The trick is to be firm with finger number 3. Show it fingers number 4 & 5 as a method of consolation. Fingers 4 and 5 are in a worse state. They can’t move remember?

Also remember that while one is fiddling with these sticks in the soup, the soup is turning cold. Not to mention the odd contours on the face as lines of worry and concentration contort it into a horrible frown. One would think, that not being able to function with chopsticks will have sent the author home hungry and dejected, with a new sense of purpose – learning to use the sticks before the next soup stop.

Not so…not so! Mere technicalities like chopsticks don’t deter me. I creased out the lines of concentration, ironed out the frown and put on a smile. I then attacked the soup like this.

People were looking at me with awe. Pretty soon, I could see folks cast me the envious look. Their eyes screamed the obvious “Why didn’t the Chinese think of it?”

I refused to wipe the smug smile of my stupid face, and went on eating like this, till a waiter who was charging about the vicinity like a racing bull, stopped in his tracks. You know how these cars screech when they sudden brake? Something like that.

“Next time – fork okay? I give fork okay?” he said.

I shrugged – I’d already mastered chopsticks now, who cares for forks?

Rain, rivers and glaciers

California found itself in the eye of a storm. The storm has been pounding the daylight out of the state with no restraint. When I say daylight out of the state, I mean it. A quick walk at noon requires flashlights, raincoats and squashy boots.

Umbrellas that hitherto held their spokes up high now cower under the wrath of the skies.

A helpful illustration to drive home the point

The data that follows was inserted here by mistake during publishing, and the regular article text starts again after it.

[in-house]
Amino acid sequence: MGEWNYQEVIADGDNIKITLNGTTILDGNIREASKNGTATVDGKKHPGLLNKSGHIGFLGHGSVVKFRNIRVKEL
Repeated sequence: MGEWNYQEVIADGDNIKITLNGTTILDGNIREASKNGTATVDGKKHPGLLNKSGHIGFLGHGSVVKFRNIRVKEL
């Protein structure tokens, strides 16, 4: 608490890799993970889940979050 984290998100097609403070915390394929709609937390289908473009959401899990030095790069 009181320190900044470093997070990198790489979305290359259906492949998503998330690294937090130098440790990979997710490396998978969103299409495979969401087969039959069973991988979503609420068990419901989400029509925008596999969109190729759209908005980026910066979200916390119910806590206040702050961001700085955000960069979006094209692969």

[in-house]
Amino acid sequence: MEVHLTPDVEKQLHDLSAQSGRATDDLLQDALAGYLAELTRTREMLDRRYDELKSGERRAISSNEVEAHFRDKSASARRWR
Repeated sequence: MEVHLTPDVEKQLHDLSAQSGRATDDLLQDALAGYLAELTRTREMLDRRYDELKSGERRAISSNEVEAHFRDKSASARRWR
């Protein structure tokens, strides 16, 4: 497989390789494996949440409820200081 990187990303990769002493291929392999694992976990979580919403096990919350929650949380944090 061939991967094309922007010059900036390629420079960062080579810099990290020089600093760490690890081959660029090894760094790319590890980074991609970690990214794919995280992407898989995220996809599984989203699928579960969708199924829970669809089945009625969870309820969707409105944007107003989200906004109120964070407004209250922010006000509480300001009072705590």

This is the second umbrella of mine to suffer this fate. Umbrella sales have been brisk. Stores did not have time to run new price tags raising the price, and resorted to sticking ridiculous prices using scrap paper and licking the back of it for glue.

The rain water has become fast rivers and paper boats meet terrible fates. One tends to stop and muse about fast flowing rivers and slow flowing rivers and hardly flowing rivers. So, what does the world give to innocent ponderings such as this. The kind that could someday change the premise of the World? This.

The world has been mistakenly led to believe that all the glaciers in the Himalayas would melt by 2035.

Himalayan Glaciers Vanish
http://www.timesonline.co.uk/tol/news/environment/article6991177.ece

Bopa Uncle and Kreeta Aunty were enjoying the morning sun-rise from their porch house in Darjeeling. Bopa uncle always wanted to impress Kreeta Aunty and randomly pulled studies from his imagination with numbers that appealed to him. He went a bit overboard with the sun glinting and blurted out a bit dramatically perhaps, “By 2035, you take my word, by 2035, all the glaciers in the Himalayas will be gone.”

Kreeta Aunty did what was expected of her and gasped. Little did Bopa Uncle know that his jaunty boast would make it to the Times. So, while the angry skies have been trashing umbrellas and swaying trees, the world finds out that the whole thing about glaciers in the Himalayas was a fib all along.

Sigh!

Happy Bird Feeding

Happy Pongal!

To all you bovine elements out there: Happy Cow Pongal!

To all you nature lovers who managed to celebrate Kanu: Happy Bird Feeding

http://en.wikipedia.org/wiki/Pongal

Kanu Pongal is celebrated the day after Pongal and honours the animal kingdom. Women folk typically pray for the well-being of their brothers by feeding the crows.

How does this happen? Any ritual I try to explain comes out sounding ridiculous. I have the urge to learn now – why do we feed crows to make sure the brothers are fine? Maybe, it derived itself from “Kaka-puduchi-fying” – a term that roughly translates to ass-licking, though Kaka means crow.

I was trying to explain all of this to the usual suspect, my daughter who has never visited a village, and she chirps – “Oh, can I put food in the bird house I built?”

“No No No!” I stop her in alarm.